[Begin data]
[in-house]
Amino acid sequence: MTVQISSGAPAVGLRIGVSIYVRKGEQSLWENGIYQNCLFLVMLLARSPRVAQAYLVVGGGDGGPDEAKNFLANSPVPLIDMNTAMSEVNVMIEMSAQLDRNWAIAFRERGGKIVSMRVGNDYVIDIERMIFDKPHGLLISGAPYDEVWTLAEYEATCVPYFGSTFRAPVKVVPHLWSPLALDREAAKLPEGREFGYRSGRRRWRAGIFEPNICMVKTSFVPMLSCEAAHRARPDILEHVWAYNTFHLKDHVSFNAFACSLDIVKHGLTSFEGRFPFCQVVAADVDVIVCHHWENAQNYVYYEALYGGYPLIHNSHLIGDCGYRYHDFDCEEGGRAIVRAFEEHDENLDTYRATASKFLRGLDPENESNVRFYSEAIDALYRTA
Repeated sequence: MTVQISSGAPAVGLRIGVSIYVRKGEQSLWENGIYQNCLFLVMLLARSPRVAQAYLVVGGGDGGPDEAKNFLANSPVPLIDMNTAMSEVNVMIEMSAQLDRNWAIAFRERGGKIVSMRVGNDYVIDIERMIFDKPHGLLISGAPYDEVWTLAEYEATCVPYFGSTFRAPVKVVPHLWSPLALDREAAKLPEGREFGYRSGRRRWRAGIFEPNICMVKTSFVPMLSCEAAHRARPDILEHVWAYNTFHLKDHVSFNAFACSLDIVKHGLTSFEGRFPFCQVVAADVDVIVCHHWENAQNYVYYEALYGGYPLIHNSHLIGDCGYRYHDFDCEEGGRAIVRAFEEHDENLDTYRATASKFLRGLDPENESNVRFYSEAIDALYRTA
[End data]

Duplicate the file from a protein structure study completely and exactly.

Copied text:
[in-house]
Amino acid sequence: MTVQISSGAPAVGLRIGVSIYVRKGEQSLWENGIYQNCLFLVMLLARSPRVAQAYLVVGGGDGGPDEAKNFLANSPVPLIDMNTAMSEVNVMIEMSAQLDRNWAIAFRERGGKIVSMRVGNDYVIDIERMIFDKPHGLLISGAPYDEVWTLAEYEATCVPYFGSTFRAPVKVVPHLWSPLALDREAAKLPEGREFGYRSGRRRWRAGIFEPNICMVKTSFVPMLSCEAAHRARPDILEHVWAYNTFHLKDHVSFNAFACSLDIVKHGLTSFEGRFPFCQVVAADVDVIVCHHWENAQNYVYYEALYGGYPLIHNSHLIGDCGYRYHDFDCEEGGRAIVRAFEEHDENLDTYRATASKFLRGLDPENESNVRFYSEAIDALYRTA
Repeated sequence: MTVQISSGAPAVGLRIGVSIYVRKGEQSLWENGIYQNCLFLVMLLARSPRVAQAYLVVGGGDGGPDEAKNFLANSPVPLIDMNTAMSEVNVMIEMSAQLDRNWAIAFRERGGKIVSMRVGNDYVIDIERMIFDKPHGLLISGAPYDEVWTLAEYEATCVPYFGSTFRAPVKVVPHLWSPLALDREAAKLPEGREFGYRSGRRRWRAGIFEPNICMVKTSFVPMLSCEAAHRARPDILEHVWAYNTFHLKDHVSFNAFACSLDIVKHGLTSFEGRFPFCQVVAADVDVIVCHHWENAQNYVYYEALYGGYPLIHNSHLIGDCGYRYHDFDCEEGGRAIVRAFEEHDENLDTYRATASKFLRGLDPENESNVRFYSEAIDALYRTA